However, not all muscle groups should or have to be trained with 20 reps. Some muscles are used more during our everyday lives, for example, calves, abs, arms, and shoulders should be trained with a higher rep range than that of the chest, back, and legs.
This is not to say that the latter should be performed within a low rep range, the former should just be trained with more.
Ideal Working Sets
Here’s an example of what the set and reps scheme would be for each muscle group:
- Calves & Abs — 4-5 sets of 18-25 reps
- Arms & shoulders — 4-5 sets of 15-20 reps
- Chest & Back — 4-6 sets of 8-15 reps
- Legs — 4-6 sets of 12-15 reps
These numbers aren’t set in stone and may vary from one person to the next, but it should still provide a good starting point.
Remember to use a weight that would challenge you — muscle stimulation is key.
Back in the golden days of bodybuilding, bodybuilders would never, or rarely, count their calories, something which is a far cry of what today’s competitors do. Back then, bodybuilders would fill up their plates with protein first and then add a baked potato and a salad to the mix.
You might think that it’s an unorthodox form of eating, especially where bodybuilding is concerned. See, in those days bodybuilders didn’t have access to the information that we do today.
All they knew was that protein builds muscle, carbs give you energy, and salads provide the fiber — a very basic understanding, yet it makes sense no matter how you look at it.
Protein For Mass
The most vital macronutrient for building muscle is protein. Why is that? Protein consists of amino acids, the building blocks of protein.
So why do you need to consume protein to grow your own muscle mass? Because when you train, you’re breaking down muscle tissue, and to repair the broken down tissues, amino acids are required to aid in the repairing process.
Without consuming enough protein, your growth process will be a slow and frustrating one.
If you’re not sure about how much protein you need to consume, a basic and effective way of calculating it is by multiplying your body weight (in pounds) with 1.1. The number that you get should then equal the amount of protein that you should be consuming in grams.
If you weigh 170 pounds, you multiply that by 1.1, giving you 187 grams of protein that you need to consume.
As for carbs, you should play around with as no two people are the same. People’s glycogen stores vary from one to the next, meaning that one person can eat 400 grams of carbs and still look the same. While another person eats 150 grams and adds weight relatively quickly.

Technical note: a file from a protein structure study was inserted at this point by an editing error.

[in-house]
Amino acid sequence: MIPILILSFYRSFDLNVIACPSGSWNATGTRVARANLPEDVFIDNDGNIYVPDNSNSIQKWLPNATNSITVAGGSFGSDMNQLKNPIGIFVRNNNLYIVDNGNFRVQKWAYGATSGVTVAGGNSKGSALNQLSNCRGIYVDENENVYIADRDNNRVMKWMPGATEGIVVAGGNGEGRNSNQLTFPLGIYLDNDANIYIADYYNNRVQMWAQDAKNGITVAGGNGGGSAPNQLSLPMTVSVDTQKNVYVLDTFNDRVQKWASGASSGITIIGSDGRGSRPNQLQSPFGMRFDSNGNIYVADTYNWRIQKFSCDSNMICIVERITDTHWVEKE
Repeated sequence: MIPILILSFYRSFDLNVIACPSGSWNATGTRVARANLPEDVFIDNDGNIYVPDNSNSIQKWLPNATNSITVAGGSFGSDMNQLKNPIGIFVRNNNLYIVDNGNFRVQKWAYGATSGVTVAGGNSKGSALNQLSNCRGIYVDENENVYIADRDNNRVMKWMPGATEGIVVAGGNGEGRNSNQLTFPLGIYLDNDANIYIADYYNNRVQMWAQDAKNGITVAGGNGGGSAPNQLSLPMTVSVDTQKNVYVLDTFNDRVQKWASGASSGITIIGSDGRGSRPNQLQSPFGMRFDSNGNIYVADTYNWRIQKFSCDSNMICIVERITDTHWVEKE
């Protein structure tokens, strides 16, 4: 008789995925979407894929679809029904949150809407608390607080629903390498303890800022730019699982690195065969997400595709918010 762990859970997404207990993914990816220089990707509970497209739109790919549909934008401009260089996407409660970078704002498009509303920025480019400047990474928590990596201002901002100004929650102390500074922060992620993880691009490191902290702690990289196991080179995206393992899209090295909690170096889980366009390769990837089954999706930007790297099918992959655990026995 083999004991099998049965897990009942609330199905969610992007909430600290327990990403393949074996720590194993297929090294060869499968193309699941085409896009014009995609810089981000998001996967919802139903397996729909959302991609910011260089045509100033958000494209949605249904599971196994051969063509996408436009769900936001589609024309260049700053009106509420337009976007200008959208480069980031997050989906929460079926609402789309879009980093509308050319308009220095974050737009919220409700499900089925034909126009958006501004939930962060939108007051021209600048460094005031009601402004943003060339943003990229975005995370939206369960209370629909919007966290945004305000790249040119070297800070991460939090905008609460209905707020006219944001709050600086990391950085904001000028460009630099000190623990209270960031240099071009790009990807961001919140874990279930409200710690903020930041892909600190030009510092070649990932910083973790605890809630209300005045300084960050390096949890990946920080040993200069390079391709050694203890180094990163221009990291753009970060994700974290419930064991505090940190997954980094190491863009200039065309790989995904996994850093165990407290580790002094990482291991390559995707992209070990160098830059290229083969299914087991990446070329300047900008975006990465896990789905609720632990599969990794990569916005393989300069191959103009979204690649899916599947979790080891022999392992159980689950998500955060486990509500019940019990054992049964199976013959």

A good starting point for carbs would be to multiply your body weight by 1. Remember that your goal is to add muscle mass, not fat mass.
Monitor your weight every second day, first thing in the morning. If your weight goes up by one pound or slightly less each week, then you know that you’re on the right track.
If your gain more than one pound a week, then you should decrease your carb intake by 10 grams until the weight gain slows down.
With regards to fat, a ‘safe zone’ would be between 30-60 grams a day. However, try to keep your fat intake as consistent as possible. Fat is a hormone regulator, so consuming enough of it is vital in testosterone production.
This one doesn’t take much brain power. You don’t need me to tell you on how to sleep. I will say this though, getting at least 8 hours of sleep in is absolutely vital in allowing your muscles to fully recover and grow.
Without rest, you won’t see all the results of your hard labor in the gym and in the kitchen.
The answer on “how to build muscle mass” is a simple one, but it requires effort on your end to make it work.
When it comes to training, remember to keep your reps high with a weight that challenges you. The goal is to stimulate the muscles, not annihilate.
To recover from your grueling workout sessions, you will need to consume and adequate amount of protein. Play around with your carb intake, but keep an eye out on your body weight. If you gain more than one pound a week, dial the carbs back a bit.
Last but not least, rest. Be sure to get at least 8 hours of sleep in every day. Without the right amount of sleep, your time spent training and keeping to your diet will be for naught.